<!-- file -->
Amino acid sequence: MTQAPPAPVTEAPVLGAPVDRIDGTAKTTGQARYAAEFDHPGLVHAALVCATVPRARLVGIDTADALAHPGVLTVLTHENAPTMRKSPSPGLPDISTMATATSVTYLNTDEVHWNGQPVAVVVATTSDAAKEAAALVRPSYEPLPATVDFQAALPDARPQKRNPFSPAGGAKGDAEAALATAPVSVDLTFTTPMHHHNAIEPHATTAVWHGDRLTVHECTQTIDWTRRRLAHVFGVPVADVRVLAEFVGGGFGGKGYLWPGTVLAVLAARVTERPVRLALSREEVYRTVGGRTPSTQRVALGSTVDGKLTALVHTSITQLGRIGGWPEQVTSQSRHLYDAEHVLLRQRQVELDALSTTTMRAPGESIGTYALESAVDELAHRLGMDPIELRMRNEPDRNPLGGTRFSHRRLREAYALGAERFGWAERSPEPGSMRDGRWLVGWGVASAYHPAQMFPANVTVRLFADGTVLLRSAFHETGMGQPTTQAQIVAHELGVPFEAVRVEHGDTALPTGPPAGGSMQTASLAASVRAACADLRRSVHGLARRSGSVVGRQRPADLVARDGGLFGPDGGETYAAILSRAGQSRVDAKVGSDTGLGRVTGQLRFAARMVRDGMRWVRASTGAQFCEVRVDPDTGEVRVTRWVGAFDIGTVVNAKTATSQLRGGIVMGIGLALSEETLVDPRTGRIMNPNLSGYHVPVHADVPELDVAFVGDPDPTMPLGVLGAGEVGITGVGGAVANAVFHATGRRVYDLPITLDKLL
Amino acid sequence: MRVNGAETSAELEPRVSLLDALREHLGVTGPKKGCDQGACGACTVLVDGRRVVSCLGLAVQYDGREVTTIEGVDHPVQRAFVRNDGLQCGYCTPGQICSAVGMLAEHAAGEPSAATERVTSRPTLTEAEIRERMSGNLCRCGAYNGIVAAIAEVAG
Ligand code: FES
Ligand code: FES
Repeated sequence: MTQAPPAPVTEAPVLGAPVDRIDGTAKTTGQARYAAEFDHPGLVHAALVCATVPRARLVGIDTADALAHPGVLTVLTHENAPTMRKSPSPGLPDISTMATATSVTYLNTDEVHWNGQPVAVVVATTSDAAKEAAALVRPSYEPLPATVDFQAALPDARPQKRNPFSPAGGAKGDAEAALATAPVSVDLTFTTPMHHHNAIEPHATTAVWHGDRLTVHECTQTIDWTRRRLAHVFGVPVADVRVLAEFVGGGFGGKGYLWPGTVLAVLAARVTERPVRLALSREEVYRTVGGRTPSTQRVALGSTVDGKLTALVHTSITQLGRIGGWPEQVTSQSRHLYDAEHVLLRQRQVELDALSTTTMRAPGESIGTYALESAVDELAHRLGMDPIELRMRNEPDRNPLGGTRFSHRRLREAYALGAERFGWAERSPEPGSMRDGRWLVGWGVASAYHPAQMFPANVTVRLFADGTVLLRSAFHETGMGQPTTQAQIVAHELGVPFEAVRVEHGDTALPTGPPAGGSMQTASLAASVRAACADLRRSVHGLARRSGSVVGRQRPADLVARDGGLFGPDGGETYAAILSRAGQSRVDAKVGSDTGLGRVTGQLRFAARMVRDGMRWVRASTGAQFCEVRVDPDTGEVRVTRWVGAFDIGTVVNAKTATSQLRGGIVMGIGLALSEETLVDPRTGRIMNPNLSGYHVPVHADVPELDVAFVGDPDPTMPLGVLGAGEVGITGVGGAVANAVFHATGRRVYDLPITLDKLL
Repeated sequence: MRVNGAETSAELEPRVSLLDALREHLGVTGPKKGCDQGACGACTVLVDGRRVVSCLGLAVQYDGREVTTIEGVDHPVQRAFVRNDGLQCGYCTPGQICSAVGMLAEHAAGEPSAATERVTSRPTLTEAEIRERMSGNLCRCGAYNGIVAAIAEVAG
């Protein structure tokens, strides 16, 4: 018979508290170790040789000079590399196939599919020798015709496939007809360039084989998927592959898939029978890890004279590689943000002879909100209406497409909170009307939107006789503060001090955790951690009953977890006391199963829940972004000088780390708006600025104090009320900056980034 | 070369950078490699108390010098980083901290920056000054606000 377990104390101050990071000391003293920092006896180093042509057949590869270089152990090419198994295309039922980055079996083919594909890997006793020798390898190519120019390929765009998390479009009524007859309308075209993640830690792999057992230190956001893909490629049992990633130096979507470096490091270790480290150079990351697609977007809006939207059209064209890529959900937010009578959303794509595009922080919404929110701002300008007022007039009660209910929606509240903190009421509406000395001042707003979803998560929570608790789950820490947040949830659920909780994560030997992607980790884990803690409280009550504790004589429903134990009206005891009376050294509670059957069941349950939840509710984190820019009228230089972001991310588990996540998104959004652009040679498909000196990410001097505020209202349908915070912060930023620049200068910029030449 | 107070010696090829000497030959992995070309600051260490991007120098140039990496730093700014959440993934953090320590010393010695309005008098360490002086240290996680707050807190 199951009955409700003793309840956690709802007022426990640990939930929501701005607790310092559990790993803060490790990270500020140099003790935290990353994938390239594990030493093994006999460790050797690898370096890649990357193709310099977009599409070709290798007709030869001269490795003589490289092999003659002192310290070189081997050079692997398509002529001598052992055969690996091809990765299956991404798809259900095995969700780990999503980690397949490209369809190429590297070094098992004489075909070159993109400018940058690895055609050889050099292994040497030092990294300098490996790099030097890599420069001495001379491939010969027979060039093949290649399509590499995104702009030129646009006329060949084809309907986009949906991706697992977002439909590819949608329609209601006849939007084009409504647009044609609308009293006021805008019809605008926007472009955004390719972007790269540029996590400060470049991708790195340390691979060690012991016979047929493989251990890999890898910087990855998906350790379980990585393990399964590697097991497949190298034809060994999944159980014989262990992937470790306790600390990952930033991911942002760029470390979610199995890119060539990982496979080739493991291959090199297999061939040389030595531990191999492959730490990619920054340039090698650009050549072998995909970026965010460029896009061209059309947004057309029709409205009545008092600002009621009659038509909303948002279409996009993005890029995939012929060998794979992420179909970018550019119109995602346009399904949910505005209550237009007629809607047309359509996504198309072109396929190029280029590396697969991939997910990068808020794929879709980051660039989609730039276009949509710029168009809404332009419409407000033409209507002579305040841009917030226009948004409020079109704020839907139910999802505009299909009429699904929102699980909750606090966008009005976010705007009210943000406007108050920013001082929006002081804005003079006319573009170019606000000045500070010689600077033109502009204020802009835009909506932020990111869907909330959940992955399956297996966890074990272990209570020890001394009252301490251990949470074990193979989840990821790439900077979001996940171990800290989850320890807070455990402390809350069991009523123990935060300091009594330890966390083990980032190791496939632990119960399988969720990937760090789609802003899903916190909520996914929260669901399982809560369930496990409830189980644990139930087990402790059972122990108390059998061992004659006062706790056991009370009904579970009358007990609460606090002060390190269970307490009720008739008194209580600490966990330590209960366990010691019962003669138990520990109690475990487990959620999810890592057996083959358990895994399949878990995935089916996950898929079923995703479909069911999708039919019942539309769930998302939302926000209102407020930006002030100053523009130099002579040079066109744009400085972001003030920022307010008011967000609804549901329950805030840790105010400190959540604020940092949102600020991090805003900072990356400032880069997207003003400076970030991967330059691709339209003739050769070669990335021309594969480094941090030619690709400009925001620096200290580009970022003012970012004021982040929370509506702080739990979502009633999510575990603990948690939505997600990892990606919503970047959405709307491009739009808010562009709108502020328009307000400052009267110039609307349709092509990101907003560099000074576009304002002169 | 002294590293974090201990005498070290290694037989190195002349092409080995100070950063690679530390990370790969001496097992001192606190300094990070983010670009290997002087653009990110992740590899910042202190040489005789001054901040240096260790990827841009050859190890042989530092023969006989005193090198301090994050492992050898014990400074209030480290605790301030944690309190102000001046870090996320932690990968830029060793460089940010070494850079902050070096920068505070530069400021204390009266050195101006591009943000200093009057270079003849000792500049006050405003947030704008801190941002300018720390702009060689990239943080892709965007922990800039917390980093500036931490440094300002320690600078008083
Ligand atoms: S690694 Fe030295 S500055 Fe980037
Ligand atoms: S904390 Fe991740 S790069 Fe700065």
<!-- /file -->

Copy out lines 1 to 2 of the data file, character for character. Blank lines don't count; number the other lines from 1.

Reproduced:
Amino acid sequence: MTQAPPAPVTEAPVLGAPVDRIDGTAKTTGQARYAAEFDHPGLVHAALVCATVPRARLVGIDTADALAHPGVLTVLTHENAPTMRKSPSPGLPDISTMATATSVTYLNTDEVHWNGQPVAVVVATTSDAAKEAAALVRPSYEPLPATVDFQAALPDARPQKRNPFSPAGGAKGDAEAALATAPVSVDLTFTTPMHHHNAIEPHATTAVWHGDRLTVHECTQTIDWTRRRLAHVFGVPVADVRVLAEFVGGGFGGKGYLWPGTVLAVLAARVTERPVRLALSREEVYRTVGGRTPSTQRVALGSTVDGKLTALVHTSITQLGRIGGWPEQVTSQSRHLYDAEHVLLRQRQVELDALSTTTMRAPGESIGTYALESAVDELAHRLGMDPIELRMRNEPDRNPLGGTRFSHRRLREAYALGAERFGWAERSPEPGSMRDGRWLVGWGVASAYHPAQMFPANVTVRLFADGTVLLRSAFHETGMGQPTTQAQIVAHELGVPFEAVRVEHGDTALPTGPPAGGSMQTASLAASVRAACADLRRSVHGLARRSGSVVGRQRPADLVARDGGLFGPDGGETYAAILSRAGQSRVDAKVGSDTGLGRVTGQLRFAARMVRDGMRWVRASTGAQFCEVRVDPDTGEVRVTRWVGAFDIGTVVNAKTATSQLRGGIVMGIGLALSEETLVDPRTGRIMNPNLSGYHVPVHADVPELDVAFVGDPDPTMPLGVLGAGEVGITGVGGAVANAVFHATGRRVYDLPITLDKLL
Amino acid sequence: MRVNGAETSAELEPRVSLLDALREHLGVTGPKKGCDQGACGACTVLVDGRRVVSCLGLAVQYDGREVTTIEGVDHPVQRAFVRNDGLQCGYCTPGQICSAVGMLAEHAAGEPSAATERVTSRPTLTEAEIRERMSGNLCRCGAYNGIVAAIAEVAG